Developing Accessible Apps with Visual Studio

Dante Gagne

When your application has an accessibility issue, it means that some users will find it harder or impossible to use your application. This means that a percentage of your users are having a bad experience or simply can’t use your product. The implications are far reaching, because many countries have laws governing accessibility in applications for consumers, government, or educational use. Accessibility is as important as privacy or security, to ensure your application is usable by all developers and complies with legal standards.

The Integrated Accessibility Checker

That’s easier said than done, but Visual Studio is making it easier. Visual Studio 2022 17.5 introduced the Integrated Accessibility Checker. This tool scans for several common accessibility issues in desktop applications and provides feedback on those errors directly in Visual Studio. The scan is powered by the Axe-Windows engine. This is the same engine which powers Accessibility Insights for Windows. The Integrated Accessibility Checker now brings the power of this engine directly into Visual Studio for a more streamlined experience.

Getting Started

Currently, the Integrated Accessibility Checker works on XAML based, desktop applications, including WPF, UWP and WinUI3. This includes .NET MAUI when it’s running with WinUI3 as well as Xamarin when it’s running with UWP. To access the Checker, invoke either the “Show Accessibility Checker” button in the In-App Toolbar or the “Scan for Accessibility Issues” button in the Live Visual Tree while you’re debugging your application.

Two captures from Visual Studio. The left capture shows the top edge of an application being debugged including the in-app toolbar. The 7th button is the "Show Accessibility Checker" button, shows an accessibility icon in white and has a red circle around it. The right capture shows the top of the Live Visual Tree panel in Visual Studio. On the toolbar at the top of that panel, the 6th button is the "Scan for Accessibility Issues" button, has the same accessibility icon in blue and also has a red circle around it.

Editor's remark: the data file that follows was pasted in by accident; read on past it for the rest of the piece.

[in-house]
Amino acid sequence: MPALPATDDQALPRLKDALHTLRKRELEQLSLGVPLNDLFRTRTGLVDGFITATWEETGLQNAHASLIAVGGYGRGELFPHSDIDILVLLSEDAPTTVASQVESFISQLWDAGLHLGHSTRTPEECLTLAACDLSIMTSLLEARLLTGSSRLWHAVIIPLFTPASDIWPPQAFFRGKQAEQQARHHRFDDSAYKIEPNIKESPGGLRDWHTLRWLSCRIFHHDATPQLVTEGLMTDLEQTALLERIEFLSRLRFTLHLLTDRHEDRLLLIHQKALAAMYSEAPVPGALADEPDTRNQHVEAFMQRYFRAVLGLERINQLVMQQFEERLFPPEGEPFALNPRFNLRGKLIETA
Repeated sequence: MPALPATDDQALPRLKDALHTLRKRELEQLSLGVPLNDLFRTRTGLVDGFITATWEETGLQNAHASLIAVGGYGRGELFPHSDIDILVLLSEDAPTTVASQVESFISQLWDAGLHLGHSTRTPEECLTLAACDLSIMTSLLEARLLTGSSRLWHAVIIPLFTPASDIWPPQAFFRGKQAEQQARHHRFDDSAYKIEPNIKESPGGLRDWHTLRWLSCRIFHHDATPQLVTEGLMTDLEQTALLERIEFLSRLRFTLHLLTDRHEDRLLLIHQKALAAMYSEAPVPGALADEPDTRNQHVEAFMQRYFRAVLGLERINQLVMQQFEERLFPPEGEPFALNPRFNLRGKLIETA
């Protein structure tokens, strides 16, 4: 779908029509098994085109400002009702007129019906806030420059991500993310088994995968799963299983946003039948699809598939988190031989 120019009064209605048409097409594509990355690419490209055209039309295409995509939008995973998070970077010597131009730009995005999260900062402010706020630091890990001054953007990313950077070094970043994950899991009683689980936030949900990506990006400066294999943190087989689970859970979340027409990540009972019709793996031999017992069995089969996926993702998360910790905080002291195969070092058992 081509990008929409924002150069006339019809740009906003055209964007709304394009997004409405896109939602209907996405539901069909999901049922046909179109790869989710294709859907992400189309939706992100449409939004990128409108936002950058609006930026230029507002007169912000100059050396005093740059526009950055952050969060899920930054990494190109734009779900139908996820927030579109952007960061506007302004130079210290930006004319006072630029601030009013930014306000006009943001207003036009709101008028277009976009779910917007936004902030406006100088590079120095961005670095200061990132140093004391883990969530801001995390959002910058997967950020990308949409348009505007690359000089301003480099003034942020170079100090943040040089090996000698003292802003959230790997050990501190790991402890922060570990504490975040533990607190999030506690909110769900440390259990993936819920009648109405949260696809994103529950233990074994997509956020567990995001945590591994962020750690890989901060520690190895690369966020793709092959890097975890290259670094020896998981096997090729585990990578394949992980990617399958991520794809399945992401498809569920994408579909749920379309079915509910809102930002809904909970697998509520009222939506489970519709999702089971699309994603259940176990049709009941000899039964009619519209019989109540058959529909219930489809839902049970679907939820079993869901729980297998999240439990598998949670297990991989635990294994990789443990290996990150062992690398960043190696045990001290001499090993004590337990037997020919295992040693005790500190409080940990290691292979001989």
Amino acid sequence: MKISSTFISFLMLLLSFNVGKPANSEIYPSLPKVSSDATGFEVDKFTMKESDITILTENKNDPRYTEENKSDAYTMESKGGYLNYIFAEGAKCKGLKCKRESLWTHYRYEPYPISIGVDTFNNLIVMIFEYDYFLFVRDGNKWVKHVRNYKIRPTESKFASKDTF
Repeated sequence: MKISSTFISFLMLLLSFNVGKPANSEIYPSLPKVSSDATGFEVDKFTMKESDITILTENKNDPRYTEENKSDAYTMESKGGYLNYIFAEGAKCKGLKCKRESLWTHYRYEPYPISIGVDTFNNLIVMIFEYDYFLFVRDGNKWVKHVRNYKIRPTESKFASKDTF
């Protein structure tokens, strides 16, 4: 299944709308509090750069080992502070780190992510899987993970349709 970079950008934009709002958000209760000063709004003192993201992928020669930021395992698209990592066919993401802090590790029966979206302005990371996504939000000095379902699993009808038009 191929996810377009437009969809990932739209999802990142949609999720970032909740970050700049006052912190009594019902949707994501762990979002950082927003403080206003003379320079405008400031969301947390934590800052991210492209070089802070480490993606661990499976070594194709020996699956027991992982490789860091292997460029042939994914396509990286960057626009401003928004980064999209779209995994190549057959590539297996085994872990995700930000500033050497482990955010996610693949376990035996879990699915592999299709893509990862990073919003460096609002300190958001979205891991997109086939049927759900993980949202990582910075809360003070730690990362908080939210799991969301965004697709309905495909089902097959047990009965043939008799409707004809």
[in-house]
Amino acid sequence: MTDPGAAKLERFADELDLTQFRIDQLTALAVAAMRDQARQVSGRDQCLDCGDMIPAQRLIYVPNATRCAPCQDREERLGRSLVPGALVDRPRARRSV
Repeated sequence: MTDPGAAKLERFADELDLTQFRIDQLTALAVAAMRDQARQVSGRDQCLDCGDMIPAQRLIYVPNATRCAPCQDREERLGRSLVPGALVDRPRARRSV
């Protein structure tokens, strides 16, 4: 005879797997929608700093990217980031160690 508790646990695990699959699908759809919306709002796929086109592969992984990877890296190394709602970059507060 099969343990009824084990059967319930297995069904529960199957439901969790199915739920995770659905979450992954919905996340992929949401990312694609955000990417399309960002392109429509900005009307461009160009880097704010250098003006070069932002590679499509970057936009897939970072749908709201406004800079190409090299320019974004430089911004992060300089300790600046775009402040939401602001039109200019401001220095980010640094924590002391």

When you invoke the scan button, Visual Studio will scan the running application for any accessibility issues the Axe-Windows engine knows how to detect. Visual Studio will then display these issues in the Accessibility Checker panel at the bottom of the Visual Studio IDE.

The Accessibility Checker panel in Visual Studio includes a toolbar with an enabled "Play" button and a disabled "Stop" button. The panel also has a table for the detected issues that has columns for the Automation ID, Rule, Description and How to Fix for each issue; there are two issues in the list.

The panel will display the Automation ID when it’s available, additional information about the rule causing the issue, a description of the issue and some information to fix the problem. Hot Reload will allow you to fix many of the issues in your XAML and push them directly to the running app. In these cases, either of the scan buttons in the In-App Toolbar or the Live Visual Tree, as well as the green triangle in the Accessibility Checker panel can rescan your application to confirm that the fix properly addressed the issue.

More to Come

The Integrated Accessibility Checker is the first tool Visual Studio is providing for developers to build accessible applications. Our mission is to help developers have immediate access to the tools to create accessible applications. The Integrated Accessibility Checker can’t detect all accessibility issues, but it’s a start.

We’re eager to see how folks feel about the Integrated Accessibility Checker, and we’d love to hear from you. Head over to Developer Community and let us know what you think. Also, for more accessibility tools, including tools for testing web or Android apps, check out Accessibility Insights.


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